Why LinkedIn Shouldn’t be a Resume Database

Every now and then, I’ll come across someone suggesting that we replace the traditional resume with LinkedIn profiles. In fact, the dialogue has been going strong for at least five years, and it shows no sign of abating.

My answer is a resounding “heck no”, and here’s why.

LinkedIn Kinda Sucks

At least, some people think so. It’s not a secret that a lot of people have deleted their LinkedIn accounts to hide from recruiters. I personally find that I get a lot of value out of LinkedIn, but that’s because I pick and choose where I spend my time and I’m aware of its shortcomings as well as its advantages. If you run a Google search for the phrase “LinkedIn sucks”, you’ll find thousands of results including articles and discussions on sites like TechCrunch, YCombinator and even LinkedIn itself. One writer went as far as to list six reasons why LinkedIn sucks as told through memes.

A lot of the most in-demand professionals are turned off by LinkedIn. They’re sick of being cyberstalked by recruiters (I promise that I don’t do that), and they’re sick of people pretending to be thought-leaders with updates like the one shown below.

But as valid as these reasons are, they’re not the biggest reason why you shouldn’t let your LinkedIn profile replace your resume.

Trading Convenience for Power

Letting LinkedIn replace your resume trades convenience for power, and it’s the professional equivalent of only ever shopping on Amazon and only ever buying the products that it recommends. It might seem convenient in the short run, but in the long-term, it leaves you backed into a corner.

LinkedIn should be seen as what it is – a useful tool to communicate your personal brand and to stay in touch with your professional network. It’s already the world’s largest business social networking site. There’s no need for us to also make it the world’s only custodian of resumes.

Applying for jobs is a personal process, If we take resumes away, we’ll end up losing that personal touch and handing all of those decisions to an algorithm, and when we make hiring decisions we’ll just have to hope that the algorithm got it right, even if we don’t know how they work.

There’s also the thorny issue of diversity. Research shows that only 50% of college students have a LinkedIn profile, and that 57% of users are male versus 42% who are female. This means that it’s more likely that men will be actively recruited.

Even if these stats have increased through the pandemic, there’s still a long hill to climb. Switching so that we only use LinkedIn could take us in the wrong direction, widening the gender gap and discriminating against people who don’t use the platform.

Everybody uses LinkedIn, and so if LinkedIn becomes a replacement for resumes, we’re alienating those people by either ignoring them completely or by forcing them to join a social network that they don’t want to use. Not everyone wants to be a LinkedIn rockstar with a Mohawk.

Heck, my husband is an accountant and he’s not on LinkedIn. I have successful engineering friends who don’t use it because they don’t see the value and they’re sick of logging in to dozens of messages from recruiters.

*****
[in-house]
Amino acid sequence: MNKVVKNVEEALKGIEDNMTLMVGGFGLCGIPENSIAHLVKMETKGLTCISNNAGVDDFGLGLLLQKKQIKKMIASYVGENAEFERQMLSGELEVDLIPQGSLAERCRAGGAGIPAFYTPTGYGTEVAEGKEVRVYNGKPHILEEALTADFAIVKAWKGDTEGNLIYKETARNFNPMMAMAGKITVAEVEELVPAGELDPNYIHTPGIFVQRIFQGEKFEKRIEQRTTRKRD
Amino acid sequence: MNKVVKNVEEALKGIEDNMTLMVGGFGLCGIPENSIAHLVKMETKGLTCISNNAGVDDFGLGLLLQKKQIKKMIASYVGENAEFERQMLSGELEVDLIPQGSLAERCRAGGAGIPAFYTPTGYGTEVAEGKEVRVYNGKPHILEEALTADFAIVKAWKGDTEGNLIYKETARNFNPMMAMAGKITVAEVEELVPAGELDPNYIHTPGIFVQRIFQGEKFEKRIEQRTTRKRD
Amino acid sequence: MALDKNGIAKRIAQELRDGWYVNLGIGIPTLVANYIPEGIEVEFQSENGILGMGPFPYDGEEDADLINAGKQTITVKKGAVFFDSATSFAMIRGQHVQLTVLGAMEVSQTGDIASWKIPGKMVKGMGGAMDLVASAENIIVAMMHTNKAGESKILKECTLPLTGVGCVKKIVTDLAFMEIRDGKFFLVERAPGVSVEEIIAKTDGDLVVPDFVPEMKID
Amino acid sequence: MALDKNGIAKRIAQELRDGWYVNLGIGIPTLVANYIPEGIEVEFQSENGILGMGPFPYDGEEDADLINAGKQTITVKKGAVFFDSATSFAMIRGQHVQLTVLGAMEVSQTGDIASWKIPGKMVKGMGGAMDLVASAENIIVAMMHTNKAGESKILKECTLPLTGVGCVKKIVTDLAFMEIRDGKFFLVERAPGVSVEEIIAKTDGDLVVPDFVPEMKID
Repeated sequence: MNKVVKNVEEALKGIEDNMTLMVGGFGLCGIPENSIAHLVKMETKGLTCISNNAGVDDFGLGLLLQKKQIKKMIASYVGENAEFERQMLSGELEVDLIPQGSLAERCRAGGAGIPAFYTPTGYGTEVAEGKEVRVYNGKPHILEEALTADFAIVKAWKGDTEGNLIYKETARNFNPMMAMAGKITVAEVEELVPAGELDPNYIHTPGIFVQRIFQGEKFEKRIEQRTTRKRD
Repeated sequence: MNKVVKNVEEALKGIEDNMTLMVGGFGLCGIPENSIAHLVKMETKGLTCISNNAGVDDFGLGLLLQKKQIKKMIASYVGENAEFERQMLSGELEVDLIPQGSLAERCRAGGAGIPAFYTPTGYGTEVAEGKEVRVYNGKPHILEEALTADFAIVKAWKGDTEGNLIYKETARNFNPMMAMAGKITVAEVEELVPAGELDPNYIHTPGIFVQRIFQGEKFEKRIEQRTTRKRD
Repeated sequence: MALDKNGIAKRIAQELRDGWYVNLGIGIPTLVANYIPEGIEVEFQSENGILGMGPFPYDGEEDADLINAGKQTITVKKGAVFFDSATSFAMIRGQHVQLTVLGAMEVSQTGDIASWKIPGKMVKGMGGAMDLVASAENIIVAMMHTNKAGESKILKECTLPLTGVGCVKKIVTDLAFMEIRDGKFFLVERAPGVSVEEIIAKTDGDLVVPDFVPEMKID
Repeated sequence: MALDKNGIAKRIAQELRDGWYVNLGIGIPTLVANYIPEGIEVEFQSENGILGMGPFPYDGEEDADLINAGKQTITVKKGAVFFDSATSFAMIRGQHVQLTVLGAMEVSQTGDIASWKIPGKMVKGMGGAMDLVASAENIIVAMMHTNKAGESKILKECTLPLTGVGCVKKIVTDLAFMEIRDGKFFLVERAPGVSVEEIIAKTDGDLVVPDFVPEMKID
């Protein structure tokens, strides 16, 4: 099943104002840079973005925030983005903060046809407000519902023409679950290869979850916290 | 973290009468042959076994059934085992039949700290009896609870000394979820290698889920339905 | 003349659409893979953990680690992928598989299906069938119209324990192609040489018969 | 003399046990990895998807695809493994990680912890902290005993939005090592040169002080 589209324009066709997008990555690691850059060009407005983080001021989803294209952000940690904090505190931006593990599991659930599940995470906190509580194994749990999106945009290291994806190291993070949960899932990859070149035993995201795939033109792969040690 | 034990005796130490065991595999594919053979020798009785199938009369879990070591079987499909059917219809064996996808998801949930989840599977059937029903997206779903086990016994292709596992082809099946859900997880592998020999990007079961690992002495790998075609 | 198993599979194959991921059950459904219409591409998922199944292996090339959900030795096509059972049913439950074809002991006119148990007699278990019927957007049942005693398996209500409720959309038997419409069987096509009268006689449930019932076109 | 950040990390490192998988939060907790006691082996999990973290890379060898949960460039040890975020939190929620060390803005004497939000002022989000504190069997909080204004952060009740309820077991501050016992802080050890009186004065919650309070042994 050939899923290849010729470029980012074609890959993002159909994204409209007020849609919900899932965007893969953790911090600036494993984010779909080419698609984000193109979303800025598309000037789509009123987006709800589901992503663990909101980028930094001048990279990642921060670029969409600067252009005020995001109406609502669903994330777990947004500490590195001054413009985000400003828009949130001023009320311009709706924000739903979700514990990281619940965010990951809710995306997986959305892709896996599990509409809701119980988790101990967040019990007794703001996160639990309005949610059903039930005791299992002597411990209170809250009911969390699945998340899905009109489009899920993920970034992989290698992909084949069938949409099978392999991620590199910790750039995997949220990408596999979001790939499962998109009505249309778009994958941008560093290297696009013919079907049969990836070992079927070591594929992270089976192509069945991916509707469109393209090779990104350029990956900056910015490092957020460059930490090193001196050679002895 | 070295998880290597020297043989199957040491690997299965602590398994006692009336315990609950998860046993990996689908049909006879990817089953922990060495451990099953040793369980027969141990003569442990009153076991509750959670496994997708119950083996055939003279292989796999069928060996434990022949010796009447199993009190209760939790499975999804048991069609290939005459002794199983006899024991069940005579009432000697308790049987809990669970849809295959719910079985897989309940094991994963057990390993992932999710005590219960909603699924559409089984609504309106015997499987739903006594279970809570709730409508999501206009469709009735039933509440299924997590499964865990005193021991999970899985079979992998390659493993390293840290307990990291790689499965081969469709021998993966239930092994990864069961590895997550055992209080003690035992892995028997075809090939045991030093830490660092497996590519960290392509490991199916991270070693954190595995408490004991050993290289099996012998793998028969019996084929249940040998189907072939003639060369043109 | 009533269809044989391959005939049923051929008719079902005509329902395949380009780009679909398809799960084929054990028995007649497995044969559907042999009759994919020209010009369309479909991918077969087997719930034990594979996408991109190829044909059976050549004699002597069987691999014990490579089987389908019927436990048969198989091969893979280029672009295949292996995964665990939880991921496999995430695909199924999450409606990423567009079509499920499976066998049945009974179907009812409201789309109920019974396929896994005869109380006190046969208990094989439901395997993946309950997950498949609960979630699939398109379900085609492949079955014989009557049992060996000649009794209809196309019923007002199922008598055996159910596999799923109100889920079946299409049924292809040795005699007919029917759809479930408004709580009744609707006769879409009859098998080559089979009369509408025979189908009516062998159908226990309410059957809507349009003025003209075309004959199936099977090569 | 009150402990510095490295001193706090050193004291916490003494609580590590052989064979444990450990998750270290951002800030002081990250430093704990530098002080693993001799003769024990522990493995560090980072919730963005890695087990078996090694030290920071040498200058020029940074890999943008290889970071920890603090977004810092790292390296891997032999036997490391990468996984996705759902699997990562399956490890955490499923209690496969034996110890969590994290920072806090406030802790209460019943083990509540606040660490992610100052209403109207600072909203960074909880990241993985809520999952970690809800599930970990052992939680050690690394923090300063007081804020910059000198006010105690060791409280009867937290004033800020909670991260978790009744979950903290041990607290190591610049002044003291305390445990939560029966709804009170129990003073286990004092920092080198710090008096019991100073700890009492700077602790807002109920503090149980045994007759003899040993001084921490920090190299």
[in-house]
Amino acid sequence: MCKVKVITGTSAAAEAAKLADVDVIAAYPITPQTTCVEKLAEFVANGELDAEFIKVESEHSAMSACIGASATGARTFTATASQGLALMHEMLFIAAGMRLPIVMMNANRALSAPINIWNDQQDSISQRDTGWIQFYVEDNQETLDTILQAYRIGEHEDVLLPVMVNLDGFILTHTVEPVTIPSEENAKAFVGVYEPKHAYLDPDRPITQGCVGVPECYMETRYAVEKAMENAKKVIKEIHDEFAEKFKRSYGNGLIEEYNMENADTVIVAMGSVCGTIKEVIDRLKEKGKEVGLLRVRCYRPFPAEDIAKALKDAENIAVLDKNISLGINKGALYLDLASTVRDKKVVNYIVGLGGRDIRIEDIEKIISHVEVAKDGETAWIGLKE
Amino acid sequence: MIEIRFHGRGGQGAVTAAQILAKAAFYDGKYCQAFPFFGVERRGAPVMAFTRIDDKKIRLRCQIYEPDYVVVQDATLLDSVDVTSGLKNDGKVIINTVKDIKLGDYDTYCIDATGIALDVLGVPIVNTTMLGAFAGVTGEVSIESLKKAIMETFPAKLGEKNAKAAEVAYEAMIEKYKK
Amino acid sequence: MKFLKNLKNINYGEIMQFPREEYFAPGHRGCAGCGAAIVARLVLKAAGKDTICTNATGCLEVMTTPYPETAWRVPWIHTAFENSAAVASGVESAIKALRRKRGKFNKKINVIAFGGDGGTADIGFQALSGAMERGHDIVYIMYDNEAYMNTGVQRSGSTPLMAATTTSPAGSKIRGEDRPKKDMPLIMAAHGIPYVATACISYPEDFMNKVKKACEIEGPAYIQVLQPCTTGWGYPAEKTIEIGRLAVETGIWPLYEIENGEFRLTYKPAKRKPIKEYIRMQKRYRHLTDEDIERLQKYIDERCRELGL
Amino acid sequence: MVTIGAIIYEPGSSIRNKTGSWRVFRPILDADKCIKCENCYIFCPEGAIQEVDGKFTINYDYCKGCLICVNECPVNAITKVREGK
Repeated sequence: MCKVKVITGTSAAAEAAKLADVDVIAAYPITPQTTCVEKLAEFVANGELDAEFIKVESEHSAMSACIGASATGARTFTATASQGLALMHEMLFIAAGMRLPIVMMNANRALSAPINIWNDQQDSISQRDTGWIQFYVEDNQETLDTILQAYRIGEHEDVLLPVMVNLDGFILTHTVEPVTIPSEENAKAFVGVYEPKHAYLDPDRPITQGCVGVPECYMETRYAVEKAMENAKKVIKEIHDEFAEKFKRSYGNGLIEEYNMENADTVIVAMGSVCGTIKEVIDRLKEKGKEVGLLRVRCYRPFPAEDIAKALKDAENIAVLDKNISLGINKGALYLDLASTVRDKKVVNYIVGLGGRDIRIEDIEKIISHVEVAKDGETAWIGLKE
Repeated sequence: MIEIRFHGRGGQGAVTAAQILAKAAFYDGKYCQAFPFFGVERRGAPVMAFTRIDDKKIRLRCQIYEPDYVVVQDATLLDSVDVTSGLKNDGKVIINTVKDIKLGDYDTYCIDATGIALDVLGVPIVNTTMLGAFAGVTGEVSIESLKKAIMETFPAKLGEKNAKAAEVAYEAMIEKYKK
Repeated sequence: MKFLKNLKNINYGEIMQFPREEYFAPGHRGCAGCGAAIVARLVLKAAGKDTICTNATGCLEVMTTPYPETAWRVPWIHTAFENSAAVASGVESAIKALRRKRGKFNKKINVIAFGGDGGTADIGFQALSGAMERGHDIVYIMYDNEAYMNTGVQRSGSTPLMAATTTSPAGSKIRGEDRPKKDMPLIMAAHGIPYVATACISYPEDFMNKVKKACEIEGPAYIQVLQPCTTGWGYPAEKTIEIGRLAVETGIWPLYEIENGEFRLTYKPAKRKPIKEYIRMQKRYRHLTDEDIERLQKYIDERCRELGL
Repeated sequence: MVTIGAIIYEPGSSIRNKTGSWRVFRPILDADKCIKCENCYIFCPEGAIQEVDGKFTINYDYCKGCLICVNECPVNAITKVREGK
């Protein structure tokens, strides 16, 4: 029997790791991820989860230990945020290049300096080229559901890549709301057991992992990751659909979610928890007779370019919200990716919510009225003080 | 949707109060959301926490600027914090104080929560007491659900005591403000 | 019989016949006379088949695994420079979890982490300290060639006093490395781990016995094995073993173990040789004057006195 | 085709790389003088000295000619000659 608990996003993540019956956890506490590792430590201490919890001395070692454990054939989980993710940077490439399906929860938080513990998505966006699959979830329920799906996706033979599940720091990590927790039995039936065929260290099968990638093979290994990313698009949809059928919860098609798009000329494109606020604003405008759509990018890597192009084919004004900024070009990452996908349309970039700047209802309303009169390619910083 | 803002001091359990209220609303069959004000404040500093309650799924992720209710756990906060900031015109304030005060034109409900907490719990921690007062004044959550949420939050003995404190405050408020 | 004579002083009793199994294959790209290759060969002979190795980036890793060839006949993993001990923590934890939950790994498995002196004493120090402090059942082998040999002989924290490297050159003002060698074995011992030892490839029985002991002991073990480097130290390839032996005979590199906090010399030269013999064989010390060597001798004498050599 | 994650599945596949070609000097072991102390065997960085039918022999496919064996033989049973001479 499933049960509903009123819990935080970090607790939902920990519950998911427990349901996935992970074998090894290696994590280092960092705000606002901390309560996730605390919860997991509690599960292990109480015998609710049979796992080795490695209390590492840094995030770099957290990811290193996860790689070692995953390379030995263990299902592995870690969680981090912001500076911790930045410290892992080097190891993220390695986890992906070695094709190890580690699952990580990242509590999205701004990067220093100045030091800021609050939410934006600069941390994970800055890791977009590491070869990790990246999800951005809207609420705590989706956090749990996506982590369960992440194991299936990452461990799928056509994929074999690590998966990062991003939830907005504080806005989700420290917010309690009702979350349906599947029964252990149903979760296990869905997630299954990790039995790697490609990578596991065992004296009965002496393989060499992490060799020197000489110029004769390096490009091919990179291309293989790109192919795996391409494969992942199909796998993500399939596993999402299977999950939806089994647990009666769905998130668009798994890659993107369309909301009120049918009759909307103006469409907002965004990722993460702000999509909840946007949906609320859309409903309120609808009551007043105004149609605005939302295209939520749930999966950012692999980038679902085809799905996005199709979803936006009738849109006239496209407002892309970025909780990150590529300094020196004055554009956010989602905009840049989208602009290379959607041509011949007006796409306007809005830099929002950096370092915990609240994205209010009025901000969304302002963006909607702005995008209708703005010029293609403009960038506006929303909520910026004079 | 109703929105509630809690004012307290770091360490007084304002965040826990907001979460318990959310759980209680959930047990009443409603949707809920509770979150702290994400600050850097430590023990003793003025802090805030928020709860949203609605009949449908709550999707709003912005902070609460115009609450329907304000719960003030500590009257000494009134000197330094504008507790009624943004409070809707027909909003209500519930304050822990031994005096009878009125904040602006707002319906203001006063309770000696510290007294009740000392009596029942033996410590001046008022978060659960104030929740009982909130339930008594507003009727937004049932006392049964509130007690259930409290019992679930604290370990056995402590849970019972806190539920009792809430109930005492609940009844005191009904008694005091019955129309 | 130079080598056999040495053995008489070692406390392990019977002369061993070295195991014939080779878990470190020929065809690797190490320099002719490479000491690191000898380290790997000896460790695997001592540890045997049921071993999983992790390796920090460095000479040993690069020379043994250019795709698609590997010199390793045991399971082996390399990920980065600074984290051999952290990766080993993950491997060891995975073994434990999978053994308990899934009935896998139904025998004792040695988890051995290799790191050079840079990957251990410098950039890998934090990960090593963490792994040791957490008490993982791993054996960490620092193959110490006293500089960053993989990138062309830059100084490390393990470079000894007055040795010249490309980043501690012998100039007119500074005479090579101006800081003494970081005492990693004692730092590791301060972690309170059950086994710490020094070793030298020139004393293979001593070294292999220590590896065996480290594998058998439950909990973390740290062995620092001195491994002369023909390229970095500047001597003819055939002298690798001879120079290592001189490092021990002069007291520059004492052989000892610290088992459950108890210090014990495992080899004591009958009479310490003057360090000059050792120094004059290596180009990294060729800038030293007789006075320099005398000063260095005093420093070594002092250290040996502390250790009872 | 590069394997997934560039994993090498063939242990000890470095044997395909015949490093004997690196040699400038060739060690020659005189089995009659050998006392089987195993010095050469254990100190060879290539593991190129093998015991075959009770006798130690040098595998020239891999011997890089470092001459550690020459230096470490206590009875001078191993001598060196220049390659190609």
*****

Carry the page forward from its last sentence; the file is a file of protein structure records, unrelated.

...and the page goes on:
The Value of Resumes

I’ve had people who’ve applied to job ads with their LinkedIn profiles and their names came up as “Mental Health” and “Human Resources” because those were the industries they worked in. I wish I could say I was kidding!

Resumes are more personal, and not everyone wants to put everything on their public LinkedIn profile. It can also get awkward when people update their profiles. You might as well send out a message saying, “Hey boss, how do you like my updated resume? I’m looking for a new job, can you give me a recommendation?”

With that said, resumes don’t have to include everything, and I’ll happily consider a jobseeker who applies without one. At the end of the day, they’re useful tools for getting to know a candidate, but sometimes a Zoom session can do the job just as well.

Remember that , LinkedIn’s goals aren’t necessarily aligned with those of the recruitment industry. It exists to make money. So while recruiters have the goal of creating great candidate experiences and making it easier for leaders to fill job roles, I’m not convinced that LinkedIn is prioritizing the same thing.

In their defense, some of LinkedIn’s changes have been outstanding, and LinkedIn Recruiter and LinkedIn Sales Navigator are excellent tools. However, at the end of the day, we live in two different worlds that are full of different opinions and ever-changing goals. Our individual talent needs are too important to trust a single company with.

We definitely need to leverage LinkedIn as a key source of talent. We should just be careful of giving them too much power.

Of course, if you want to tell people to forget resumes and to manage your systems so that people can only apply with their LinkedIn account, that’s up to you. We should all have the freedom to make the decisions that we think are best for our businesses.

The problem is that if we all do that and we all tell people to ditch resumes, we might be taking a risk that will bring about some unintended consequences that none of us want.

We might be trading convenience for power, and that leaves us out of pocket and LinkedIn pulling all of the strings. If you ask me, that’s not a risk that’s worth taking.